The GM of Robert's Rad Team took the second overall pick and handled it like a seasoned professional. After putting their sweet drafting skills on display for the rest of the league, they're left with a squad that's projected to finish first in Yahoo Public 795587 League with a record of 12-2-0 (1,602 points). If they have a bad season, it won't be due to a lack of wide receivers, as they used three of their first five selections to pick up WRs Antonio Brown (first round), Mike Evans (third round), and Eric Decker (fifth round). These players will be heavily relied upon by Robert's Rad Team, as they are the most prolific group of WRs in the league.
Robert's Rad Team should use Week 5 to consider life's great mysteries, like why abbreviation is such a long word. It would be better than checking fantasy football that week. They have five players and the most projected fantasy points on bye that week. Taking a look at the entire season from start to finish, they have the least difficult schedule. In addition to having the easiest overall schedule, Robert's Rad Team also has the league's easiest first four games and second-softest last four games of the season.
Robert's Rad Team's three best RBs (Mark Ingram, Thomas Rawls, and Chris Ivory) will all be on bye in Week 5.
Robert's Rad Team may have to rely on a Ouija board each week. Their top-drafted QB (Eli Manning) and second-drafted QB (Philip Rivers) have fairly similar seasonal point projections.
Close to the Vest
Robert's Rad Team was focused on a squad with minimal risk, grabbing seven "low-risk" players out of 15 picks.
The top half of the roster (from a projected points perspective) is relatively old (ranked No. 1 in the league with an average of 7.8 years of NFL experience), whereas the bottom half is fairly young (ranked No. 9 with 4.4 years).
Team of Winners
Robert's Rad Team is rocking a team of fantasy MVPs. Last season, three of their players were among the top-20 players that were on the most first-place fantasy teams (Antonio Brown, Mark Ingram, and Thomas Rawls).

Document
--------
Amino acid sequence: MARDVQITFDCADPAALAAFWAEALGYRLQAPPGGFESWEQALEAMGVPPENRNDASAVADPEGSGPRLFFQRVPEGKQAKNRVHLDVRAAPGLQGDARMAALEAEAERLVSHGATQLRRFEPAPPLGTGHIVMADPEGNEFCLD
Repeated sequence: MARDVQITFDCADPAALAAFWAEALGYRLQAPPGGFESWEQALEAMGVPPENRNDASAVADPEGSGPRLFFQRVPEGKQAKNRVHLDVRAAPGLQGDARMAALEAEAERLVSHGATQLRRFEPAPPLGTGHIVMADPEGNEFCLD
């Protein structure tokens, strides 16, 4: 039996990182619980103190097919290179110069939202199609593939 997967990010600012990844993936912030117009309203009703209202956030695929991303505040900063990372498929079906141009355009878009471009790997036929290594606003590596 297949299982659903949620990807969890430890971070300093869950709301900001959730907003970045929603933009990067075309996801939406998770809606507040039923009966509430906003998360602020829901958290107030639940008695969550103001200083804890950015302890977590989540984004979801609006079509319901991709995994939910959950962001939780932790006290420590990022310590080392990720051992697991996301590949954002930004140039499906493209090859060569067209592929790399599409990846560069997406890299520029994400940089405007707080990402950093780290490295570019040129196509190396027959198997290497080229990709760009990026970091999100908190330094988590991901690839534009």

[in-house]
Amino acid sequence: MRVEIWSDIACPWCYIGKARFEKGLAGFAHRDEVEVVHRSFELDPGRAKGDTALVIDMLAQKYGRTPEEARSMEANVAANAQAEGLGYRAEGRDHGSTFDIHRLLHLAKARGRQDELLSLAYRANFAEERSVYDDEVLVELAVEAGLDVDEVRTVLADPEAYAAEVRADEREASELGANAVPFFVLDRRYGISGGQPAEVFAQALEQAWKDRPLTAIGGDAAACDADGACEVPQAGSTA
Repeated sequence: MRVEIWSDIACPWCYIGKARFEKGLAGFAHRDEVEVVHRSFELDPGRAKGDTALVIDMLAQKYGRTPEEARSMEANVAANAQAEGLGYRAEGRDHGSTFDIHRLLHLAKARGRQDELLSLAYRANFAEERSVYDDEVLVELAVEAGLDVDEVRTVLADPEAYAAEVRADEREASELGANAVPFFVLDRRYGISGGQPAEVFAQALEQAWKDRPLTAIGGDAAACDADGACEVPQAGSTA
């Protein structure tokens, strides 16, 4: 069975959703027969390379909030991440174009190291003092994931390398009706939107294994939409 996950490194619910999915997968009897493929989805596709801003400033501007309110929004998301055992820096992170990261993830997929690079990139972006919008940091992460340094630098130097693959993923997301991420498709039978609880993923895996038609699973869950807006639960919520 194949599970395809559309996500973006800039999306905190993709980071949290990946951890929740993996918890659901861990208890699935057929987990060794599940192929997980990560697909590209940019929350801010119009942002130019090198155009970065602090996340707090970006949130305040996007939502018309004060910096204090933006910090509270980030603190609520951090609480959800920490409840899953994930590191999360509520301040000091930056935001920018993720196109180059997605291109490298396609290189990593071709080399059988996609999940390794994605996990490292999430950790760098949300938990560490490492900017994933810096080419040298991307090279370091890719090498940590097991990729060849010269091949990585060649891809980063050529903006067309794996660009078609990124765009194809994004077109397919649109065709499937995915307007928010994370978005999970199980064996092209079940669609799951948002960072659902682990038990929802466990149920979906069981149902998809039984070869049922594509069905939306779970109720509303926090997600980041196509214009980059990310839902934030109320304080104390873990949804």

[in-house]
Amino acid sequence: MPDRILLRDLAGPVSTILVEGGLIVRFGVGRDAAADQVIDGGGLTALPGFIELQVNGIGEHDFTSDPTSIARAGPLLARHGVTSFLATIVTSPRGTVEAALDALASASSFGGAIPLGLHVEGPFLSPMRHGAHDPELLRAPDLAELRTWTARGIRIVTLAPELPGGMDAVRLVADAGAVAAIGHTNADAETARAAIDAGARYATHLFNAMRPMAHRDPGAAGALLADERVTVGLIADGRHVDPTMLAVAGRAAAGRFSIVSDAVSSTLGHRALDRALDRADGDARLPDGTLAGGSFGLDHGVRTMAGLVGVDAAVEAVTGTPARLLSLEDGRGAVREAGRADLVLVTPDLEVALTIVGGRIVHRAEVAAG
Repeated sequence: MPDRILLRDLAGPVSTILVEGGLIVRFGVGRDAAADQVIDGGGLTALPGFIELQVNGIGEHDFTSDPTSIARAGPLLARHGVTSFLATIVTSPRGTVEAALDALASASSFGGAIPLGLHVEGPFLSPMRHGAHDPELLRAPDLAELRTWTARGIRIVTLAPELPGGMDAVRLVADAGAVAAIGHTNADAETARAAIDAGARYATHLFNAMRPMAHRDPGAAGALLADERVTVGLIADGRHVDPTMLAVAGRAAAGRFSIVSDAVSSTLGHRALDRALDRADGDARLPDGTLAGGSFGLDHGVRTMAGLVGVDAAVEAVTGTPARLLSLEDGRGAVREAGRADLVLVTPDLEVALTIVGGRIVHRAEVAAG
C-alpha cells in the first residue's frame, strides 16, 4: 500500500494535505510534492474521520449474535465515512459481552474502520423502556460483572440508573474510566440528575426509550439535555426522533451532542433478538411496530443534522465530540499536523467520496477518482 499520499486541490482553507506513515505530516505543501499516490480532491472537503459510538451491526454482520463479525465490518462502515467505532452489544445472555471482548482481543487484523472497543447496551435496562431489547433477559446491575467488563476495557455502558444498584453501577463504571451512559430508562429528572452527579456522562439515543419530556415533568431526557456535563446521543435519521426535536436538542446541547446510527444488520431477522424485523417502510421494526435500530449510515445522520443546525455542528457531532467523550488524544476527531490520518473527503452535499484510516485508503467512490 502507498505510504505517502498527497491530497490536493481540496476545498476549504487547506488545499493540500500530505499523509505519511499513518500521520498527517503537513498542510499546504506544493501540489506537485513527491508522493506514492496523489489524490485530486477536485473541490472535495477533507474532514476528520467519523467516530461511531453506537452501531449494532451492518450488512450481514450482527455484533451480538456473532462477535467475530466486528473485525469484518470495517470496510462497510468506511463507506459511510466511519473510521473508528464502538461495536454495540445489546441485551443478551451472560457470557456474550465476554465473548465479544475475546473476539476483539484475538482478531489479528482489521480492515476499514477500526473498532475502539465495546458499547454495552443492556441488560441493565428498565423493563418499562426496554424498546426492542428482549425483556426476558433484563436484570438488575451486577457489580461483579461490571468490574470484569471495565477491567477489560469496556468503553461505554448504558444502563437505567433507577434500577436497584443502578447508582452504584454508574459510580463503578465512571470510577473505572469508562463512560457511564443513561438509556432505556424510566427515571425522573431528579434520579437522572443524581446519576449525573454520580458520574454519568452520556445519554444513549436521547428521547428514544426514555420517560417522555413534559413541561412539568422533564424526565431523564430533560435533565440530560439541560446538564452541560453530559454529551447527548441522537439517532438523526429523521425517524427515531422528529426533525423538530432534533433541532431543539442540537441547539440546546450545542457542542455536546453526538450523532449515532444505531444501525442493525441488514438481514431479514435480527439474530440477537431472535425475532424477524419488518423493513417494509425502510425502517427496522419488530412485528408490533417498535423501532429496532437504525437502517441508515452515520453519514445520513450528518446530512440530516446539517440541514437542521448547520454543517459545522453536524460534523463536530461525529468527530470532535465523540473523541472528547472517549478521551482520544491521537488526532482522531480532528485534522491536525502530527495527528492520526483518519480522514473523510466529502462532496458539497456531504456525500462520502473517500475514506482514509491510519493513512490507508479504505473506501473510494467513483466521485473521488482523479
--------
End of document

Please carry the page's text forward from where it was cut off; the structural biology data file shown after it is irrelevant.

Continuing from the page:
Robert's Rad Team elected to go with two DEFs instead of loading up at other spots.
- Antonio Brown, WR
- Round 1, Pick 2
With a grip that would make Spider-Man jealous, Antonio Brown has serious value in all PPR leagues. He's projected to catch an NFL-leading 132 balls this year.
- Mark Ingram, RB
- Round 2, Pick 19
If Robert's Rad Team had a nickel for every time Mark Ingram is projected to touch the ball this season, they'd have 282 nickels.
Defensive Coordinators Plan Specifically for Evans
- Mike Evans, WR
- Round 3, Pick 22
Mike Evans is expected to reach paydirt 8.5 times, placing him sixth in the NFL in projected receiving TDs.
Move Over Marshawn
- Thomas Rawls, RB
- Round 4, Pick 39
Rawls produced a ridiculous 5.6 YPC last season, and among all RBs, only Devonta Freeman and DeAngelo Williams appeared more often on first-place fantasy rosters.
Was Travis Kelce Worth it at Pick No. 59?
- Travis Kelce, TE
- Round 6, Pick 59
Robert's Rad Team sure hopes so. The Chiefs' tight end is projected to have 114 points this year, just a bit lower than his total from last year.
With three below-average positions on Robert's Rad Team, DEF and TE are projected as especially weak units that should be upgraded first.
- Pittsburgh Defense
- Rank 219, ADP 134
- Indianapolis Defense
- Rank 253, ADP 129
- Vance McDonald
- Rank 148, ADP 138
- Jordan Cameron
- Rank 154, ADP 135
Bye Week Points LostPoints
Each bar represents the total projected season points for each player that's on bye that week. This chart shows any potential bye week issues.
Pick Number Minus ADPPick Number
Bars above zero indicate a pick was selected later than a player's ADP. Bars below zero show players that were taken earlier than their ADP.
Avg Points by Position vs LeagueTeam League
The average projected points for all the players at each position versus the average projected points for all players at that position in the league.
Schedule by Opponent PointsWeek
Week-by-week schedule with each opponent's projected season points. This chart shows any difficult or easy stretches in the schedule.
How We Grade
Draft grades are based strictly on teams' draft performances. This is calculated by counting the number of fantasy points teams are projected to score over the course of the season using their optimal line-ups. The grades do not take schedule into account. Because of bye weeks and other variables it is possible to earn a high grade yet be projected to finish in the middle of the pack. The opposite is also true. Bottom line: Fantasy Football is like the real game. You can draft the greatest talent in the world but you still need to manage your team every week to get the most out of that talent. As a wise man once said, "On any given Sunday..."